Who You Gonna Call?

Some years ago, I really wanted to know how to kill someone without fear of detection.  No, no, I wasn’t planning a murder.  I was writing an episode of Murder She Wrote. So I did the only sensible thing:  I called my doctor.  He couldn’t come up with a sure-fire, undetectable method right off the bat, so he called together several of his colleagues and they worked out my plot for me. 

Now, I want to go on record as saying I do not recommend this method of research.  Not only can it be irritating to busy professionals, but you might end up with unexpected doctor bills. Over the years, I have worked out a far more efficient—and professional—approach.  I keep an in-depth address directory of professionals. 

My directory goes from airline pilots to zoologists.  In between are attorneys, doctors, psychologists, teachers, academicians, mathematicians, economists, politicians, ministers, policemen, missionaries, writers, artists, scientists of various stripes, and much more. 

My professionals come from around the country, and around the world.  For instance, I have doctors from 11 states (all regions of theU.S.are represented) and 5 countries. 

Why do I want all these contacts?  Well… 

  1. I sometimes need help plugging a plotline hole. (Think Murder She Wrote)
  2. I may know what I want to say, but it’s far better coming from a pro—or substantiated by one
  3. Even when I “write about what I know about,” I can still use help pro support
  4. Quotes give validity to one’s writing
  5. People who have been there and done that know better than those who check the internet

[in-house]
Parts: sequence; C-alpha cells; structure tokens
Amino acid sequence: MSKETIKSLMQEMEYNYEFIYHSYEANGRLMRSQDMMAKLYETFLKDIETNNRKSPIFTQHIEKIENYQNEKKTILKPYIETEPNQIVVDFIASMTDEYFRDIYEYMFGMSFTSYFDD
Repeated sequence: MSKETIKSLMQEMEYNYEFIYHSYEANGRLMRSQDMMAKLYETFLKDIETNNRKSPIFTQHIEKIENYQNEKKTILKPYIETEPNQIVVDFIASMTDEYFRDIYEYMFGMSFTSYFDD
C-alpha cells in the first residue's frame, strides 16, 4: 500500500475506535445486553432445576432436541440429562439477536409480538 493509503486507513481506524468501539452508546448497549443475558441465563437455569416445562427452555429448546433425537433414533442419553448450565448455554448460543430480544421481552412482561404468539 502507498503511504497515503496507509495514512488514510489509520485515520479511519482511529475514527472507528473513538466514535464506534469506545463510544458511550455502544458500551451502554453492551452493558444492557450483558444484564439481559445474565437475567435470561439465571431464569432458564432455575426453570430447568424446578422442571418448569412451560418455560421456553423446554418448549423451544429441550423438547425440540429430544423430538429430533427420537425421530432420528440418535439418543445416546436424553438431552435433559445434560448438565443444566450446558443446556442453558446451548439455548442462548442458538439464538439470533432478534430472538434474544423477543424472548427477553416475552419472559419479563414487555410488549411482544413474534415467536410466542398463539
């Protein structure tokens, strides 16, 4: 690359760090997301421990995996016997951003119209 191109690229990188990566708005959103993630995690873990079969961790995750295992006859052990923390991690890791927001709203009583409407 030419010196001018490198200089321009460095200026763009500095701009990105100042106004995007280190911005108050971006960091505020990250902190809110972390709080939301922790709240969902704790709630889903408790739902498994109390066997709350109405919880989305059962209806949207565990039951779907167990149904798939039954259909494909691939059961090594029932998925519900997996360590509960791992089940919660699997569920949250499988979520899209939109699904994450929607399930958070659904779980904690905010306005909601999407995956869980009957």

6. For obscure questions, I may need to ask various pros before I find an answer

 When I ask someone for assistance, I:

  • Have my question prepared ahead of time.
  • Keep my question short and to the point (i.e.: How can I kill someone without it showing up as murder?)
  • Do my best not to waste the expert’s time. (Not: I was going to just have her fall off the pier and drown, but that seems boring, don’t you think? And for a character like Steph, who is modeled after this real quickly girl I knew in college…really!  You wouldn’t believe it, but one time I…) 
  • Do not offer payment, but I do send a thank you note. 

Every couple of years I review my listings, check contact info, and thank people for being on my list. 

Last month, when I finished a presentation on research at a writer’s conference, a forensic pathologist slipped me his card and asked to be in my bank of professionals.  Murder She Wrote might be off the air, but there’s always another plot lurking around the corner.

“You never know till you try to reach them how accessible men are; but you must approach each man by the right door.”

~Henry Ward Beecher, Proverbs from Plymouth Pulpit, 1887



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6 responses to “Who You Gonna Call?

  1. I am sure without your list you would be pulling your hair out or someone near by’s hair. lol It’s nice to know you do have professionals you can go to for that necessary info to make your story believeable.

  2. Jean Stewart

    Terrific info, Kay. thanks! How did you get your list started? You do know you can add Bill to that list… 🙂

  3. Great advice to all writers, Kay! Thanks!

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